Finish the function letterToSemitone which takes a character and returns an integer. The returned integer should be equal to the number of semitones between C and the given character. For example, the character C gives the integer 0 and the character F gives the integer 5.

If the character does not represent a tone, throw an exception of type invalid_argument.

b — Converting a Character and an Accidental to a Semitone

You can use your function letterToSemitone. For that, it is useful to know that you can use a string like an array of characters. In particular, you can access to the length of a string str with str.size() and at its element at index i with str[i].

We will now generalize the conversion to take into account the accidentals # and b, all the while remaining inside of an octave. An example is F#.

Finish the function letterAndSignToSemitone which takes a string and returns an integer. The returned integer should be equal to the number of semitones between C and the given string.

If the string does not represent a semitone, throw an exception of type invalid_argument.

c — Converting a Complete Pitch to a Semitone

To decompose the string str into one part with the letter and the accidental and into a second part with the octave number, the member function substr of the class string will prove useful. You can find its documentation here. For example, the function call str.substr(0,2) returns a string containing the two first characters of the string str.

To transform a string representing an integer into a value of type int, use the function stoi. See its documentation here.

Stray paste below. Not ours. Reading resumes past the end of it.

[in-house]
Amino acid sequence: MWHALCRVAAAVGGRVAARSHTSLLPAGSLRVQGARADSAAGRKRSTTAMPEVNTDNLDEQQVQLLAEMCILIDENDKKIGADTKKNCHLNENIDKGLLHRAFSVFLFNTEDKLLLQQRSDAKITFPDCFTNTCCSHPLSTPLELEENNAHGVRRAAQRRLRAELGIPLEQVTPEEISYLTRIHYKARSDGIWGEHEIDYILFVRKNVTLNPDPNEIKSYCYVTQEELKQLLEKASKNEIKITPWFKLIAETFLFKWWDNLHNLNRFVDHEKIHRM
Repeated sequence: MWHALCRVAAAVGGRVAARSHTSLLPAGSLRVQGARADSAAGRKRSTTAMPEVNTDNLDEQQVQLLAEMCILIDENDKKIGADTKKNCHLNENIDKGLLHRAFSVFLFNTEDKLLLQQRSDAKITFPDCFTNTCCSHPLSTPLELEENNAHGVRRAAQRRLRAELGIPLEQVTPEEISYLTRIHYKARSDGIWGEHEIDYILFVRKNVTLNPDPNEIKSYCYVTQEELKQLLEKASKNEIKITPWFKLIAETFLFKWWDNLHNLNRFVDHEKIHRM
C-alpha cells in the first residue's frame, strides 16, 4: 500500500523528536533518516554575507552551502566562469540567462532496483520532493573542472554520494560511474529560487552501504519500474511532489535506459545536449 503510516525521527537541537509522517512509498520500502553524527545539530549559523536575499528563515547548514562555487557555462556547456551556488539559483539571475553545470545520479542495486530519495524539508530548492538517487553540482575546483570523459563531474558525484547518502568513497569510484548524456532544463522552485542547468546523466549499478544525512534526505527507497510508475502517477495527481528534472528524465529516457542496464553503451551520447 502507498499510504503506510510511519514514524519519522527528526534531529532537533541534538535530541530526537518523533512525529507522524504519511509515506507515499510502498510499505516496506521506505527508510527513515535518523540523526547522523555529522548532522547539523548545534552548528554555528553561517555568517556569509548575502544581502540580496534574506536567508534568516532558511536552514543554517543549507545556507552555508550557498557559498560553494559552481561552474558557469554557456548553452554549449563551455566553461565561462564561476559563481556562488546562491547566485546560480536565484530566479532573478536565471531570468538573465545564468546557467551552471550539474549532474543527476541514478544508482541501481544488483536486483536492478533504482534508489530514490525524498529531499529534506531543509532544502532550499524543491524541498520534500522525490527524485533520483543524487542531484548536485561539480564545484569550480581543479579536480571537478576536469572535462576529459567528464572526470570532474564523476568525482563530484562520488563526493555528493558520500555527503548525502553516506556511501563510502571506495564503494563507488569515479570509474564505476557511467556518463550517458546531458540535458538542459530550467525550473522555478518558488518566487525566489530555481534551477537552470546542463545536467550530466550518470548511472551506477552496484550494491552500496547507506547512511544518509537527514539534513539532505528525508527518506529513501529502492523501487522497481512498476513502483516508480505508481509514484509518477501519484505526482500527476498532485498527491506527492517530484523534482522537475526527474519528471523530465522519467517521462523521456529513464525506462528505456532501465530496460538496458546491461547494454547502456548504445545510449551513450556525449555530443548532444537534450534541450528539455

We will now also take into account the octave number and measure the semitones not relatively to the C of the current octave, but relatively to the tone A4. An example is A#3.

Finish the function stringToSemitone which takes a string and returns an integer. The returned integer should be equal to the number of semitones between A4 and the given string.

If the string does not represent a semitone, throw an exception of type invalid_argument.

d — Frequencies

Now that we know the distance in semitones to A4, we can calculate the frequency of a not by using the formula given above. You can use the expression round(440 * exp2((double)semi/12)) to calculate the frequency of a note that is at semi semitones from A4.

Finish the function stringToFrequency which takes a string and returns an integer. The returned integer should be equal to the frequency of the semitone given by the string, rounded to the nearest integer.

If the string does not represent a semitone, throw an exception of type invalid_argument.

e — The Class Note

The class Note encapsulates the data of a note, i.e., the frequency and the duration of a note. We have already treated the calculation of the frequency from a string. To complete a note, it remains to treat its duration.